Shadow War: Armageddon

GW recently released this new Boxed Game called Shadow War: Armageddon, and although they really underestimated how popular this game would be – and thus how quickly it would sell out – my husband and I managed to nab a copy from our FLGS.

The Models

armabox_1-2_dwoperative
Curtesy Warhammer Community

Overall, Shadow War: Armageddon comes with 10 Space Marine Scouts – 5 with sniper rifles and 5 with chainswords and boltpistols – and 10 Ork Boyz with a Knob – at least I think (my Ork is not the greatest). They are the standard models, and if this is GW’s way of getting rid of all the constipated-Buzz-Lightyear scouts, than I commend them for it. The scouts are not the prettiest things. I have not seen orks in sprue before, and they look quite amusing and well-cast to me.

The real shining gem in the set, to no one’s surprise, is the terrain. Even compared to GW’s normal terrain, this new stuff is surprisingly thick and sturdy. The potential options that come in the box are quite diverse; from my and the internet’s reckoning, it comes with one each of all the component boxes that GW is going to sell separately. The component boxes are quite expensive – $50 for most and $75 for the more extensive ones – but with the increased quality of the terrain, I would say it is pretty worth it. The components are quite large and the plastic has some very nice details.

The only problem is that, while you get enough models to reasonably play a game right away, there is nowhere near the amount of terrain needed to make the board optimal for both Ranged- and Melee-based armies.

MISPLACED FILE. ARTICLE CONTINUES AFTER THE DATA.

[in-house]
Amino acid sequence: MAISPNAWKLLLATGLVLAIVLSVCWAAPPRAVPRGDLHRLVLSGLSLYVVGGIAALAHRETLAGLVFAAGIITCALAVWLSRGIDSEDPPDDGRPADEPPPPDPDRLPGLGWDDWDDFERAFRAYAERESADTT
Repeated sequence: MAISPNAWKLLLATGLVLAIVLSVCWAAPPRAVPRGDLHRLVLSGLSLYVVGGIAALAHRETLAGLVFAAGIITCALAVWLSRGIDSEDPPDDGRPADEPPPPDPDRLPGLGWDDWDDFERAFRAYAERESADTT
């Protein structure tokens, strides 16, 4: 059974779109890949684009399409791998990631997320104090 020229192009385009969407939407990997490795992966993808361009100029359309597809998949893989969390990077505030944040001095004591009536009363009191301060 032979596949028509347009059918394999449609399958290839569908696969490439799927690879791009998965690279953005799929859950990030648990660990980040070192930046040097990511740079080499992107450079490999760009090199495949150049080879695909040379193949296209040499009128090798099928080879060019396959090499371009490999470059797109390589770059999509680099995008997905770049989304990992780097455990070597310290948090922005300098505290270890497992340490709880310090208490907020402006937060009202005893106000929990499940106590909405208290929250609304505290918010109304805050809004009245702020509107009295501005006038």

The Rules

Although I can appreciate the concept of the game overall – as someone with no experience playing Necromunda or Second Edition 40k, I knew nothing going into this – GW really fell down on some of the rules writing in here. The book is not very friendly to people trying to learn as they play and did not give much in the way of useful examples (seriously, if GW is going to insist on including examples, they should pick the most complicated thing possible to showcase how all of the rules interlock) or concise descriptions of what to do. Something that I have been noticing of late is that GW’s rules team seems to love overcomplicating things and being overly wordy. There seems to be not a lot of effort going into making the rules easy to follow and understand. So, I would recommend taking the time to read the whole rules portion of the book cover to cover before giving the game a whirl. On the fly, it was quite difficult for me to figure out exactly where what happened and when.

Overall, I do enjoy the game. It works pretty well on a basic level, and even taking an almost entirely (I did buy one Shuriken Pistol that I never used for the whole game) melee-based army, I did not do too shabby in the first game I played. The games are quite quick, especially for those of us used to the day-long affairs that most other 40k games turn into, and the rules are thankfully kept to two books for now. I did not get the chance to go through the level-up or end-game wound systems, so I am going to wait to pass judgement on that until I figure it out later.

I should note that I say two rulebooks because the extended rules for other armies were released as a free PDF separate from the printed rules book that comes in the box. Thankfully, it seems GW is going to push out a fully combined verison of the book (for purchase of course) shortly into for those that missed out.

For now, the extended rules for including other armies can be found on the GW page for Shadow War: Armageddon as a giant pdf or as individal army pdfs download-able from Warhammer Community.

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